The multiplication of internal firewalls to comply with regulations and minimize risk to critical databases and applications has created a rat's nest of firewall configuration issues

Dark Reading Staff, Dark Reading

February 27, 2013

5 Min Read

SAN FRANCISCO -- RSA CONFERENCE 2013 -- As enterprises increasingly turn to network segmentation to limit exposure to sensitive applications and databases, the IT law of unintended consequences is rearing its ugly head. According to IT administrators, the very tools that allow them to create safe network zones -- namely, the firewalls -- are actually introducing a new crop of security and operation problems to the overall IT risk equation.

All of that slicing and dicing of the network has piled on more internal network firewalls than ever; with the constant flux in application and network configuration, it's not unheard of for enterprises to manage a snarled mass of hundreds of thousands to even millions of firewall rules settings on a daily basis. It's a task so overwhelming for a single firewall manager or even a team, who simply can't keep up.

"No human can look at that and know what the firewall is doing. Nobody can get a good feel for what traffic it's actually controlling," says Jody Brazil, president and CTO of Firemon, a firewall management firm. "All of a sudden, you started with a technology to limit risk, but you no longer know what risk that it's controlling."

Consequently, the act of segmentation that some enterprises have turned to for hardened security is actually introducing misconfiguration risks -- and even raising the potential for breaking revenue-generating applications critical to the business.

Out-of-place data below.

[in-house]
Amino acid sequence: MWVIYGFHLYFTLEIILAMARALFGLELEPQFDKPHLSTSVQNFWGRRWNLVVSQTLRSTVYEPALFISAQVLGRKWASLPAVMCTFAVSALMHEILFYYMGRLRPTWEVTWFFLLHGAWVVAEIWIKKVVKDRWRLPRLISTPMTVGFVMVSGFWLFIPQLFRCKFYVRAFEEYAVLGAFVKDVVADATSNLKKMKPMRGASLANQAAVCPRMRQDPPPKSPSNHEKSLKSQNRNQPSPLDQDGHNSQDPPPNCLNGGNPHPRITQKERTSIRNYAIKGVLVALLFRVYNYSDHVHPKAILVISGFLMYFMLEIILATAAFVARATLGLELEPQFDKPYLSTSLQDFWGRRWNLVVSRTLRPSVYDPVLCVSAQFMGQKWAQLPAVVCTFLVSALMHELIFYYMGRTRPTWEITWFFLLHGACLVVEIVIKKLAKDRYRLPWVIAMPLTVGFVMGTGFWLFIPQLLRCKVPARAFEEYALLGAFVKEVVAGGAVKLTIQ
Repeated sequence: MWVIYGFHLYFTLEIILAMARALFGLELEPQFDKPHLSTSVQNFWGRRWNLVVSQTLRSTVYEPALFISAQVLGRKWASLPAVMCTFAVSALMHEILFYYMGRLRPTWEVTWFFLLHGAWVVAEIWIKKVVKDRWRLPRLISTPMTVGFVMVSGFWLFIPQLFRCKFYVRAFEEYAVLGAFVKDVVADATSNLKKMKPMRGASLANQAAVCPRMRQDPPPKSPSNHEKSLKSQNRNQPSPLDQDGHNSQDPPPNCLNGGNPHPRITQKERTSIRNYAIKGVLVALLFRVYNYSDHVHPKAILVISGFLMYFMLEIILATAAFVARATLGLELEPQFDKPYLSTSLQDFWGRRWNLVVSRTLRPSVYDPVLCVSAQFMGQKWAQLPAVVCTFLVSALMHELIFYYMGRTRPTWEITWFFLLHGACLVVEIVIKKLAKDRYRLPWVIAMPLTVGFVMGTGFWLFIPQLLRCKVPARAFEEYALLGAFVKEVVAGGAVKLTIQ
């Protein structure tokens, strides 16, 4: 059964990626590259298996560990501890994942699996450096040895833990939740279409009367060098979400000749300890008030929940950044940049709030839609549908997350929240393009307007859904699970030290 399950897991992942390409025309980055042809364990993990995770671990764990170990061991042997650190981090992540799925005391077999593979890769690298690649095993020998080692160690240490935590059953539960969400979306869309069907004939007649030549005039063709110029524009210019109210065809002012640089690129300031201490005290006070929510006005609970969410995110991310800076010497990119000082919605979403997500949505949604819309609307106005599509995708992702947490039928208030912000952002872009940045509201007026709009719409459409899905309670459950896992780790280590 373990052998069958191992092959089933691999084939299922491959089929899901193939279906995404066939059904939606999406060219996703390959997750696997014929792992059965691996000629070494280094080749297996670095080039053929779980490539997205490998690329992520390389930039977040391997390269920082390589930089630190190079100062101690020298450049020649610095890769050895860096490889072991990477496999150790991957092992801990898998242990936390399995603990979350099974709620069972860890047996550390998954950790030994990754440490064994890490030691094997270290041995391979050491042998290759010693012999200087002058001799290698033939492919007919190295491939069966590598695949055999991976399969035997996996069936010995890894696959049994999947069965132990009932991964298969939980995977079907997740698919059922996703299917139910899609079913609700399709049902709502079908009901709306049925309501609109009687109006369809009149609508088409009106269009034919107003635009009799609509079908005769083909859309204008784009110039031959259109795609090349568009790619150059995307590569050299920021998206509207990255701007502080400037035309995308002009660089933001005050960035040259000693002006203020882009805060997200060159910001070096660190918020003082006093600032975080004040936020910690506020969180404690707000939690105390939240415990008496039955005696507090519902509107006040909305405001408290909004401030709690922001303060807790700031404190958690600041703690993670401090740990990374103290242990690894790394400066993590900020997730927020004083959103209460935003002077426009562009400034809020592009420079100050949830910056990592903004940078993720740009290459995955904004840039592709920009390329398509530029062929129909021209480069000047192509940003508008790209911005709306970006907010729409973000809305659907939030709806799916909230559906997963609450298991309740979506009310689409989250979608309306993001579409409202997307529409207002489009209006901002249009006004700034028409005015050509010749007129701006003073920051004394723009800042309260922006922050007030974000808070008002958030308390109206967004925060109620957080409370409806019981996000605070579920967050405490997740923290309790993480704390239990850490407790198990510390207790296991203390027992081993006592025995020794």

"The challenges faced by the firewall management team are so difficult, they simply don't have time to do everything they're supposed to do, and the only way they meet deadlines is to start cutting corners," says Ruvi Kitov, CEO of firewall management vendor Tufin Technologies. "They've got such tight deadlines that sometimes they make mistakes. And on a firewall, a mistake can be tragic."

Yesterday at RSA, Tufin released the results of a survey that showed how those shortcuts in manual firewall management processes are taking their toll on IT operations. In a poll of 200 administrators, approximately 62 percent reported that their firewall-rule change management processes put them at risk to be breached. According to firewall management experts, today's highly segmented networks, the addition of next-generation firewalls, and the necessary coupling of firewalls with specific application-centric network zones have pushed these tools well beyond their initial perimeter defense objectives.

"Back in the good, old days when there was just one firewall and the perimeter, if you needed to make a change or to enable something, you went to that firewall and put it in a rule or edited a rule, and that was it," says Nimmy Reichenberg, vice president of marketing and business development for AlgoSec, a firewall management automation firm. "Now if you want to enable some sort of connectivity from A to B on the network, just understanding what firewalls are in the path that you want to enable can be pretty complex."